Tuesday 11th January 2011
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Large firms are expected to remain the main beneficiaries for the time being of a rebound in the economy identified during the December quarter in a key survey of business sentiment.
Publishing its quarterly survey of business opinion (QSBO) today, the New Zealand Institute of Economic Research (NZIER) said the rebound was patchy, concentrated in large firms and in the upper North Island. Small and medium firms continued to struggle.
Activity fell sharply in Canterbury, reflecting economic disruption after the September earthquake.
NZIER principal economist Shamubeel Eaqub said the economy had avoided a double dip recession, but the recovery remained shallow and slow compared to previous cycles.
Seasonally adjusted business confidence had risen, with a net 3% of firms being optimistic, compared to a net 8 percent of pessimists in the September survey.
Domestic trading activity, which mirrored economic growth, had rebounded with a net -1% of firms reporting an increase in the December quarter, up from -15% in the September quarter, NZIER said.
Gross domestic product fell 0.2% in September quarter after growing just 0.1% in the June quarter.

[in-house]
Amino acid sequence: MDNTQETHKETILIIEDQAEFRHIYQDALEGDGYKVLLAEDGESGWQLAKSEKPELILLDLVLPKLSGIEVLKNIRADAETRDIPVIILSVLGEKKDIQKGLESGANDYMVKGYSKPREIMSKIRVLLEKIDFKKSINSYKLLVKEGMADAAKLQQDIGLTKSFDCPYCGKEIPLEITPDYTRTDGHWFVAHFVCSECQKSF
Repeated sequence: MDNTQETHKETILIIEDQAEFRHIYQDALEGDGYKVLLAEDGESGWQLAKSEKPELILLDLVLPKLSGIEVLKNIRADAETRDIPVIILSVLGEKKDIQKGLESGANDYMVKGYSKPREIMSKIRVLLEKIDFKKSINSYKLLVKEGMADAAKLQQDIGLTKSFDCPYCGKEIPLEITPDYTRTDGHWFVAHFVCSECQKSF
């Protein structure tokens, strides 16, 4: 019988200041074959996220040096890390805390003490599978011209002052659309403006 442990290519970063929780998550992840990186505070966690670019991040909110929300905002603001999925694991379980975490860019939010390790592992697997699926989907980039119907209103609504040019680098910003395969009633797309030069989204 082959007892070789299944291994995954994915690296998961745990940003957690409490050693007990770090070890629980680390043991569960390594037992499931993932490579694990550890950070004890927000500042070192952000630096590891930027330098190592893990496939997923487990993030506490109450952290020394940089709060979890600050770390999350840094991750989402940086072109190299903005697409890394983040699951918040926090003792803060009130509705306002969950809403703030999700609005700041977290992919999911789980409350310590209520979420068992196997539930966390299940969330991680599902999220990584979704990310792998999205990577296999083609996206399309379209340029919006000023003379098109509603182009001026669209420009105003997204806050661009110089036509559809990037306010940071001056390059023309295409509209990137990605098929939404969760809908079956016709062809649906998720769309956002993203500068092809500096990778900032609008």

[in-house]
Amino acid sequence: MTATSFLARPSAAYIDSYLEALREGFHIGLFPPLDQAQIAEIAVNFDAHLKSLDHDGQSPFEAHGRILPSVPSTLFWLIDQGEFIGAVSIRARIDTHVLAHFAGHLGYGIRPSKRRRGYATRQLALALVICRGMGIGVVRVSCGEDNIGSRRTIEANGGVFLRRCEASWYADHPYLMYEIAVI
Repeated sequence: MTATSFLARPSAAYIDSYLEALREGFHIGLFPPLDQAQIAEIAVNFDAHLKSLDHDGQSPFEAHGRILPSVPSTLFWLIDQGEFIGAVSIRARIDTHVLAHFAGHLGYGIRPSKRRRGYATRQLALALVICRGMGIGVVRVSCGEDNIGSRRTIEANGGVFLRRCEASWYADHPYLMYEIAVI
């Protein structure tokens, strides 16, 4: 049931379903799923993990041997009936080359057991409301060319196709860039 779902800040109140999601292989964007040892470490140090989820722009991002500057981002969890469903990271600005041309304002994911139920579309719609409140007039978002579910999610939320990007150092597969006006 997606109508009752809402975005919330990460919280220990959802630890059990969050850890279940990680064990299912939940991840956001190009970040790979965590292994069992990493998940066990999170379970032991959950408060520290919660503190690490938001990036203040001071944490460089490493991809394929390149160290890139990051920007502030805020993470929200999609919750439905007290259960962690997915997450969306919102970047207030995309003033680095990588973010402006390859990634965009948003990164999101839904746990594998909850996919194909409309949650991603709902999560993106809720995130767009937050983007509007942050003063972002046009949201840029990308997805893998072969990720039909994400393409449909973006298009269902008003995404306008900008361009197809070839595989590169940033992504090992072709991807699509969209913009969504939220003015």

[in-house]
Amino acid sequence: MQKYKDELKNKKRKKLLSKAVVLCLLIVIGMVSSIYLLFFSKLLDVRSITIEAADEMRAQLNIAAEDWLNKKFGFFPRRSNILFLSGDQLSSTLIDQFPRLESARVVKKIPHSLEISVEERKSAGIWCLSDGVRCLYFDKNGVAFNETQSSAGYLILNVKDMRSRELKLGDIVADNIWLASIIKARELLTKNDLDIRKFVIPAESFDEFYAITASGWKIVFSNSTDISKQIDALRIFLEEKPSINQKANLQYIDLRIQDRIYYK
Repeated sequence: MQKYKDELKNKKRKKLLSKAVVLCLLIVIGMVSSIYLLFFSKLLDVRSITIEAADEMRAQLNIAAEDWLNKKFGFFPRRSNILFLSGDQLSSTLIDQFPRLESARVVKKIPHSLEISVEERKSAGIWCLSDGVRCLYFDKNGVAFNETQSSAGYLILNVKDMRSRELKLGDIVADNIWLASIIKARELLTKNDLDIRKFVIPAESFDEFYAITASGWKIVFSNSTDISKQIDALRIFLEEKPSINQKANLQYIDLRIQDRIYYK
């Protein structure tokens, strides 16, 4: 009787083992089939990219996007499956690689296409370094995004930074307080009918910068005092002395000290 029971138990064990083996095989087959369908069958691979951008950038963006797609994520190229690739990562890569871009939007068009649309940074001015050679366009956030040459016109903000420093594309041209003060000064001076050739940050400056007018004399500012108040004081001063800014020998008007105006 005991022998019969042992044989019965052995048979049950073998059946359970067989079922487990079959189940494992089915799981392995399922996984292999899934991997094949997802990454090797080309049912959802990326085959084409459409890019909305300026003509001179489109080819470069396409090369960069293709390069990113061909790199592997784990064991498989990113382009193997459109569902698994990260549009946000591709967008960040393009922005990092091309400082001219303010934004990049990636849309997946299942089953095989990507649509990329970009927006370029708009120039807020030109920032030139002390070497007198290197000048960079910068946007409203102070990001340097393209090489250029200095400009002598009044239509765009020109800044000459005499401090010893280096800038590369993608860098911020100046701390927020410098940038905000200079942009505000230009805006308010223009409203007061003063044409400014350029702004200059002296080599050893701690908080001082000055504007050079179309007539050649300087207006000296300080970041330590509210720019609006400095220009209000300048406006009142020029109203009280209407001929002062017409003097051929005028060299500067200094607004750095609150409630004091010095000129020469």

BNZ head of research Stephen Toplis said the survey showed a significant deviation between the expectations of large businesses, compared to small and medium enterprises.
"The large guys were way more optimistic," he said.
"We think this reflects the fact that large businesses are best placed to capture the benefits of the growth that is occurring.
"They usually have lower rates of leverage; can mount stronger advertising campaigns on a national basis; are better able to capture wholesale sales discounting; have more weight in discussions on rent reviews; have easier access to finance; and have more flexibility with their labour force," Toplis said.
"We believe the squeezing out of small businesses will continue until the expansion is well entrenched."
He also pointed out that while the QSBO showed retail sales rising strongly, anecdotal evidence from the retail sector indicated December had been far from great.
The survey result may reflect the fact survey responses were collected early in December. It was also possible the data may have been affected by relative strength in vehicle sales, or it may be a function of volume growth at the expense of heavy discounting, Toplis said.
Goldman Sachs economist Philip Borkin said improvements noted in the survey were positive, but firms still appeared to have an element of hesitation.
"It is almost the case that something needs to jolt firms into action to start building momentum and turn the recovery into a more robust one. Perhaps the reconstruction of Canterbury and the Rugby World Cup will provide those triggers this year," Borkin said.
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